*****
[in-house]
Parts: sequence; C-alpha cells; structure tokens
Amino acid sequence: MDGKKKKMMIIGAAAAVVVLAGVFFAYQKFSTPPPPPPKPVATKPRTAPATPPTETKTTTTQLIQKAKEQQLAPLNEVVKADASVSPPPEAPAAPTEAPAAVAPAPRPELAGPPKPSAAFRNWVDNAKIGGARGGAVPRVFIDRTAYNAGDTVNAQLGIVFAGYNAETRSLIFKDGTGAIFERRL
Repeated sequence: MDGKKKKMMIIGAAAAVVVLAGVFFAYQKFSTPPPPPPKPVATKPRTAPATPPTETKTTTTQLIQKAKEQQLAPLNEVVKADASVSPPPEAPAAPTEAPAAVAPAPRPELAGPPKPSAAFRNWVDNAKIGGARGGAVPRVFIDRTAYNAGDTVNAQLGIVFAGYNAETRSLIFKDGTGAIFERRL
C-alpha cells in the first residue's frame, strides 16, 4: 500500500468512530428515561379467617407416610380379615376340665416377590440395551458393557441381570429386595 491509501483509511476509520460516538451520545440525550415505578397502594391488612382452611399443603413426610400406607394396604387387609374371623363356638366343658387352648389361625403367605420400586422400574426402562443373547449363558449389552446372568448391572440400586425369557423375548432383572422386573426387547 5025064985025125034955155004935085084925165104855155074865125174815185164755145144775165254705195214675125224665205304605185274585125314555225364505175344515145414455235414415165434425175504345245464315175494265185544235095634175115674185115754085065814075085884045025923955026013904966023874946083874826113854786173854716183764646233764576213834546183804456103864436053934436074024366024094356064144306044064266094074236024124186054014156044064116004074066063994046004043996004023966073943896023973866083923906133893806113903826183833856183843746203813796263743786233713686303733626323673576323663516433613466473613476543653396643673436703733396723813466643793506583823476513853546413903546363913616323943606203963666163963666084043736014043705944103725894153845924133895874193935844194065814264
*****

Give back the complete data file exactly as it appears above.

[in-house]
Parts: sequence; C-alpha cells; structure tokens
Amino acid sequence: MDGKKKKMMIIGAAAAVVVLAGVFFAYQKFSTPPPPPPKPVATKPRTAPATPPTETKTTTTQLIQKAKEQQLAPLNEVVKADASVSPPPEAPAAPTEAPAAVAPAPRPELAGPPKPSAAFRNWVDNAKIGGARGGAVPRVFIDRTAYNAGDTVNAQLGIVFAGYNAETRSLIFKDGTGAIFERRL
Repeated sequence: MDGKKKKMMIIGAAAAVVVLAGVFFAYQKFSTPPPPPPKPVATKPRTAPATPPTETKTTTTQLIQKAKEQQLAPLNEVVKADASVSPPPEAPAAPTEAPAAVAPAPRPELAGPPKPSAAFRNWVDNAKIGGARGGAVPRVFIDRTAYNAGDTVNAQLGIVFAGYNAETRSLIFKDGTGAIFERRL
C-alpha cells in the first residue's frame, strides 16, 4: 500500500468512530428515561379467617407416610380379615376340665416377590440395551458393557441381570429386595 491509501483509511476509520460516538451520545440525550415505578397502594391488612382452611399443603413426610400406607394396604387387609374371623363356638366343658387352648389361625403367605420400586422400574426402562443373547449363558449389552446372568448391572440400586425369557423375548432383572422386573426387547 5025064985025125034955155004935085084925165104855155074865125174815185164755145144775165254705195214675125224665205304605185274585125314555225364505175344515145414455235414415165434425175504345245464315175494265185544235095634175115674185115754085065814075085884045025923955026013904966023874946083874826113854786173854716183764646233764576213834546183804456103864436053934436074024366024094356064144306044064266094074236024124186054014156044064116004074066063994046004043996004023966073943896023973866083923906133893806113903826183833856183843746203813796263743786233713686303733626323673576323663516433613466473613476543653396643673436703733396723813466643793506583823476513853546413903546363913616323943606203963666163963666084043736014043705944103725894153845924133895874193935844194065814264